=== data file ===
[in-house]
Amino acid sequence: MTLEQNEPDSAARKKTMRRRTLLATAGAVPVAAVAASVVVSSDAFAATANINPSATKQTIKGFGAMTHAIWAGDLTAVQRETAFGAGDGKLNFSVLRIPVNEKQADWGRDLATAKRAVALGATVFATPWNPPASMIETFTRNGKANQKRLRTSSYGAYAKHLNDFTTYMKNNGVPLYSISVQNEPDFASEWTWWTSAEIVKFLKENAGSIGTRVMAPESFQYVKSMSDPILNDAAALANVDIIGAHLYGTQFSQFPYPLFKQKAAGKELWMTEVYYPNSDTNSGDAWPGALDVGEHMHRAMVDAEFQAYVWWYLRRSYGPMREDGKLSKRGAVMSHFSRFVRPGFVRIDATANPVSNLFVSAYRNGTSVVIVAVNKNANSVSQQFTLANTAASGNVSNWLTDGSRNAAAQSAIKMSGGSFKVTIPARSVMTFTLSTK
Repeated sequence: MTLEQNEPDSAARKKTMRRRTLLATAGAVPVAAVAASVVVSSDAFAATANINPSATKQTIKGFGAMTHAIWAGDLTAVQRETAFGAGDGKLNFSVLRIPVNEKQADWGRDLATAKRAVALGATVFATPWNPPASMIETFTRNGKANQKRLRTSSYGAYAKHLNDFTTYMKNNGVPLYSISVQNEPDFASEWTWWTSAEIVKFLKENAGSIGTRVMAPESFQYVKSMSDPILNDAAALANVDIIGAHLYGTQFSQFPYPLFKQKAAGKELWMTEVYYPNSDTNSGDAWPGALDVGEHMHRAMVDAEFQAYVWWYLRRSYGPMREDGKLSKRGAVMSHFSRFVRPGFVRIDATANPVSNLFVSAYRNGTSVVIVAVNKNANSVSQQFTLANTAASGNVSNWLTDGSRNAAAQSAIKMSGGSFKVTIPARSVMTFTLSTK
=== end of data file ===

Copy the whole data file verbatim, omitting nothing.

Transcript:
[in-house]
Amino acid sequence: MTLEQNEPDSAARKKTMRRRTLLATAGAVPVAAVAASVVVSSDAFAATANINPSATKQTIKGFGAMTHAIWAGDLTAVQRETAFGAGDGKLNFSVLRIPVNEKQADWGRDLATAKRAVALGATVFATPWNPPASMIETFTRNGKANQKRLRTSSYGAYAKHLNDFTTYMKNNGVPLYSISVQNEPDFASEWTWWTSAEIVKFLKENAGSIGTRVMAPESFQYVKSMSDPILNDAAALANVDIIGAHLYGTQFSQFPYPLFKQKAAGKELWMTEVYYPNSDTNSGDAWPGALDVGEHMHRAMVDAEFQAYVWWYLRRSYGPMREDGKLSKRGAVMSHFSRFVRPGFVRIDATANPVSNLFVSAYRNGTSVVIVAVNKNANSVSQQFTLANTAASGNVSNWLTDGSRNAAAQSAIKMSGGSFKVTIPARSVMTFTLSTK
Repeated sequence: MTLEQNEPDSAARKKTMRRRTLLATAGAVPVAAVAASVVVSSDAFAATANINPSATKQTIKGFGAMTHAIWAGDLTAVQRETAFGAGDGKLNFSVLRIPVNEKQADWGRDLATAKRAVALGATVFATPWNPPASMIETFTRNGKANQKRLRTSSYGAYAKHLNDFTTYMKNNGVPLYSISVQNEPDFASEWTWWTSAEIVKFLKENAGSIGTRVMAPESFQYVKSMSDPILNDAAALANVDIIGAHLYGTQFSQFPYPLFKQKAAGKELWMTEVYYPNSDTNSGDAWPGALDVGEHMHRAMVDAEFQAYVWWYLRRSYGPMREDGKLSKRGAVMSHFSRFVRPGFVRIDATANPVSNLFVSAYRNGTSVVIVAVNKNANSVSQQFTLANTAASGNVSNWLTDGSRNAAAQSAIKMSGGSFKVTIPARSVMTFTLSTK